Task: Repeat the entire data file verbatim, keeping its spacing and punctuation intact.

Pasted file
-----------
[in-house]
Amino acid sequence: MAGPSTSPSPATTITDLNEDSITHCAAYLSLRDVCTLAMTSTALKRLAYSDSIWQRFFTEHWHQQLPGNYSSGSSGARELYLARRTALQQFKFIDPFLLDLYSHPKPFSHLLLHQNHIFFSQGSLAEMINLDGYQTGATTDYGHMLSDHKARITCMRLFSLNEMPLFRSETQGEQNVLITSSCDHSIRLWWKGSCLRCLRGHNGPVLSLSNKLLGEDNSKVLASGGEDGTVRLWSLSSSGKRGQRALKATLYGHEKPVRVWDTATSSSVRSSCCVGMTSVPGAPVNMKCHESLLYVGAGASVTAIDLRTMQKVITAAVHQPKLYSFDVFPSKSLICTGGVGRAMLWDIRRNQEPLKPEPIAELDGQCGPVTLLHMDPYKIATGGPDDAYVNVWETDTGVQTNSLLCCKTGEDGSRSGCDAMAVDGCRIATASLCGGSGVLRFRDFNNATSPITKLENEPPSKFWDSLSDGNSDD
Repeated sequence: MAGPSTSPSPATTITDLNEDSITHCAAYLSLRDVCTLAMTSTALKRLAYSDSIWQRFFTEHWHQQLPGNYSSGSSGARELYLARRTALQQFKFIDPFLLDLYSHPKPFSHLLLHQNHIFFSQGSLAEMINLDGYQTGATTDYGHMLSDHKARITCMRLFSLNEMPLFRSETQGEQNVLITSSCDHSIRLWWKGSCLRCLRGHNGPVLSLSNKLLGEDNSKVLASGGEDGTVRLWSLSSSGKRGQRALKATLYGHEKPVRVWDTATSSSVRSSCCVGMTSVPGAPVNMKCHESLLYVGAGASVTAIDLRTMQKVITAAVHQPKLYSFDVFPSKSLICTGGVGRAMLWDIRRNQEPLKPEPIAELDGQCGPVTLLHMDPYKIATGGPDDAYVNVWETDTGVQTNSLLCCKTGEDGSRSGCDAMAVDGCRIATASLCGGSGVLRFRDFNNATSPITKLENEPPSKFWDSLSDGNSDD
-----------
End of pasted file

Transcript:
[in-house]
Amino acid sequence: MAGPSTSPSPATTITDLNEDSITHCAAYLSLRDVCTLAMTSTALKRLAYSDSIWQRFFTEHWHQQLPGNYSSGSSGARELYLARRTALQQFKFIDPFLLDLYSHPKPFSHLLLHQNHIFFSQGSLAEMINLDGYQTGATTDYGHMLSDHKARITCMRLFSLNEMPLFRSETQGEQNVLITSSCDHSIRLWWKGSCLRCLRGHNGPVLSLSNKLLGEDNSKVLASGGEDGTVRLWSLSSSGKRGQRALKATLYGHEKPVRVWDTATSSSVRSSCCVGMTSVPGAPVNMKCHESLLYVGAGASVTAIDLRTMQKVITAAVHQPKLYSFDVFPSKSLICTGGVGRAMLWDIRRNQEPLKPEPIAELDGQCGPVTLLHMDPYKIATGGPDDAYVNVWETDTGVQTNSLLCCKTGEDGSRSGCDAMAVDGCRIATASLCGGSGVLRFRDFNNATSPITKLENEPPSKFWDSLSDGNSDD
Repeated sequence: MAGPSTSPSPATTITDLNEDSITHCAAYLSLRDVCTLAMTSTALKRLAYSDSIWQRFFTEHWHQQLPGNYSSGSSGARELYLARRTALQQFKFIDPFLLDLYSHPKPFSHLLLHQNHIFFSQGSLAEMINLDGYQTGATTDYGHMLSDHKARITCMRLFSLNEMPLFRSETQGEQNVLITSSCDHSIRLWWKGSCLRCLRGHNGPVLSLSNKLLGEDNSKVLASGGEDGTVRLWSLSSSGKRGQRALKATLYGHEKPVRVWDTATSSSVRSSCCVGMTSVPGAPVNMKCHESLLYVGAGASVTAIDLRTMQKVITAAVHQPKLYSFDVFPSKSLICTGGVGRAMLWDIRRNQEPLKPEPIAELDGQCGPVTLLHMDPYKIATGGPDDAYVNVWETDTGVQTNSLLCCKTGEDGSRSGCDAMAVDGCRIATASLCGGSGVLRFRDFNNATSPITKLENEPPSKFWDSLSDGNSDD